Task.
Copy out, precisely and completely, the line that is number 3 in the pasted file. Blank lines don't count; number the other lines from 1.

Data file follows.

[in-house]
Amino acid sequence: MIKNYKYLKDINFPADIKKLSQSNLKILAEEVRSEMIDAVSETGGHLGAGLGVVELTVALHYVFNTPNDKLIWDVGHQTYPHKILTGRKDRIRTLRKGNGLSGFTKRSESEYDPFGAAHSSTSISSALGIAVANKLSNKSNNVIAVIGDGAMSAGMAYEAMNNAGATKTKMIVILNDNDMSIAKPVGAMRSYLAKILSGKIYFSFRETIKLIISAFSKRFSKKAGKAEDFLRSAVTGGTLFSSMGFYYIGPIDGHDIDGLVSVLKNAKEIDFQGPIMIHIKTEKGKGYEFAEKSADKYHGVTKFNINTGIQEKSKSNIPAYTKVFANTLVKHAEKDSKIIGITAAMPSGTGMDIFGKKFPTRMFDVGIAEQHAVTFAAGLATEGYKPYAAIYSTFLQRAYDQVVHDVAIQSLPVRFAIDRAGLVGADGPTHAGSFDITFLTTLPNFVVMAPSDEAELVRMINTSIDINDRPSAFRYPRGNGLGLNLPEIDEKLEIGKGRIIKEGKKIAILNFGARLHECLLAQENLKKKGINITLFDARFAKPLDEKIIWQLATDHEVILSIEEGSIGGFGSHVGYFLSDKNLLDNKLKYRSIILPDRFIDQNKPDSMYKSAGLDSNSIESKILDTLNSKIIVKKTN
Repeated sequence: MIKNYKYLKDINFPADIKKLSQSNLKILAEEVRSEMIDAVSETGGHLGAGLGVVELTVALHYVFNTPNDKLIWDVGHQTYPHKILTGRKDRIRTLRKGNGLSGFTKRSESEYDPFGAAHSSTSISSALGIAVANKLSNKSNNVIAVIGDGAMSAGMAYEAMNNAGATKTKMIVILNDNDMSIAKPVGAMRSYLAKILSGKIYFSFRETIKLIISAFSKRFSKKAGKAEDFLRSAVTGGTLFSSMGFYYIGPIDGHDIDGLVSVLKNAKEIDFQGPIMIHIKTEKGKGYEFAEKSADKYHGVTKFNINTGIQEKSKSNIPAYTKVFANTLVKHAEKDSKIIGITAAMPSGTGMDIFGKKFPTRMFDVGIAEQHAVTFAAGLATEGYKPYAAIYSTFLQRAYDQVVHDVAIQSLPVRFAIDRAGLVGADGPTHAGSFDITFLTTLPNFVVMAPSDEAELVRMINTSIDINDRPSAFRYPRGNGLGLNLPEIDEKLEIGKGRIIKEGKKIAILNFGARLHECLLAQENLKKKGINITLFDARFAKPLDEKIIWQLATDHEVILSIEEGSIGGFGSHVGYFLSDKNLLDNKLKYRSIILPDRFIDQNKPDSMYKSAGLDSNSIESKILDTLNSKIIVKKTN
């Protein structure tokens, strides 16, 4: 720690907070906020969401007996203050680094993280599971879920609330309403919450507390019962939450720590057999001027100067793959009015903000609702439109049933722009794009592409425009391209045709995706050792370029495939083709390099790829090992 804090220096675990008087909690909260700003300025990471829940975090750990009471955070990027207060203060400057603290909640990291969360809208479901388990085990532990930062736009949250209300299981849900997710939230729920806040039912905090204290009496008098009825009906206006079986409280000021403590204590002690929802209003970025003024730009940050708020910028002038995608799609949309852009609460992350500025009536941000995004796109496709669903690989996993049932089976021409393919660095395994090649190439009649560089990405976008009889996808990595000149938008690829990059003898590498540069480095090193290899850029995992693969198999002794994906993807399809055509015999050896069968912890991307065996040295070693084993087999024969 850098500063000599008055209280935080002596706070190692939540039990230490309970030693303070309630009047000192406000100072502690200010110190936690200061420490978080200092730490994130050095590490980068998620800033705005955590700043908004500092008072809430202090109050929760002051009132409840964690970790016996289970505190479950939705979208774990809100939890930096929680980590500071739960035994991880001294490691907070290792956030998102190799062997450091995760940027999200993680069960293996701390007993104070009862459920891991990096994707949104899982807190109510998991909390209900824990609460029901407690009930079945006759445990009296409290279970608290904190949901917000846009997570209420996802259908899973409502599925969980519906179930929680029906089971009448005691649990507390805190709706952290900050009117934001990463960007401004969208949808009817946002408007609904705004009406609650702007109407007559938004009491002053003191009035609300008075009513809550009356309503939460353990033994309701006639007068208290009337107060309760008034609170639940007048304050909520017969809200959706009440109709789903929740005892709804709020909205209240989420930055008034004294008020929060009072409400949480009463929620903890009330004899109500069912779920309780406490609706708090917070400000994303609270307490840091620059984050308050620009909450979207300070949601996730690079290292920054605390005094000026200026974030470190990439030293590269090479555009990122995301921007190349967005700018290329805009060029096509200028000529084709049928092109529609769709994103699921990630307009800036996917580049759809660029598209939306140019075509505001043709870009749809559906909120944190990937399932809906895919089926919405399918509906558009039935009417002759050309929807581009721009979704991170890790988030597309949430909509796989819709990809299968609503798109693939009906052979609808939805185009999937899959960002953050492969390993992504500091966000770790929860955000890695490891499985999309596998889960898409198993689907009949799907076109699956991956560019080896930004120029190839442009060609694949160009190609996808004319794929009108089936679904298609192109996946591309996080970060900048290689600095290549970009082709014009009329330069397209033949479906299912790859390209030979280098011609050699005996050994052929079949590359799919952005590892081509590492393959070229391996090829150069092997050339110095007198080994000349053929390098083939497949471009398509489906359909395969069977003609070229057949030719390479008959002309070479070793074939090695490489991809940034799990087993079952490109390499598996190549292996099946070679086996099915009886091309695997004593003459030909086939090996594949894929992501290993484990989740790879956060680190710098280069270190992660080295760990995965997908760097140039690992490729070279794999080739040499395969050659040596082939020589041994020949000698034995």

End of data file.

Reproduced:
Repeated sequence: MIKNYKYLKDINFPADIKKLSQSNLKILAEEVRSEMIDAVSETGGHLGAGLGVVELTVALHYVFNTPNDKLIWDVGHQTYPHKILTGRKDRIRTLRKGNGLSGFTKRSESEYDPFGAAHSSTSISSALGIAVANKLSNKSNNVIAVIGDGAMSAGMAYEAMNNAGATKTKMIVILNDNDMSIAKPVGAMRSYLAKILSGKIYFSFRETIKLIISAFSKRFSKKAGKAEDFLRSAVTGGTLFSSMGFYYIGPIDGHDIDGLVSVLKNAKEIDFQGPIMIHIKTEKGKGYEFAEKSADKYHGVTKFNINTGIQEKSKSNIPAYTKVFANTLVKHAEKDSKIIGITAAMPSGTGMDIFGKKFPTRMFDVGIAEQHAVTFAAGLATEGYKPYAAIYSTFLQRAYDQVVHDVAIQSLPVRFAIDRAGLVGADGPTHAGSFDITFLTTLPNFVVMAPSDEAELVRMINTSIDINDRPSAFRYPRGNGLGLNLPEIDEKLEIGKGRIIKEGKKIAILNFGARLHECLLAQENLKKKGINITLFDARFAKPLDEKIIWQLATDHEVILSIEEGSIGGFGSHVGYFLSDKNLLDNKLKYRSIILPDRFIDQNKPDSMYKSAGLDSNSIESKILDTLNSKIIVKKTN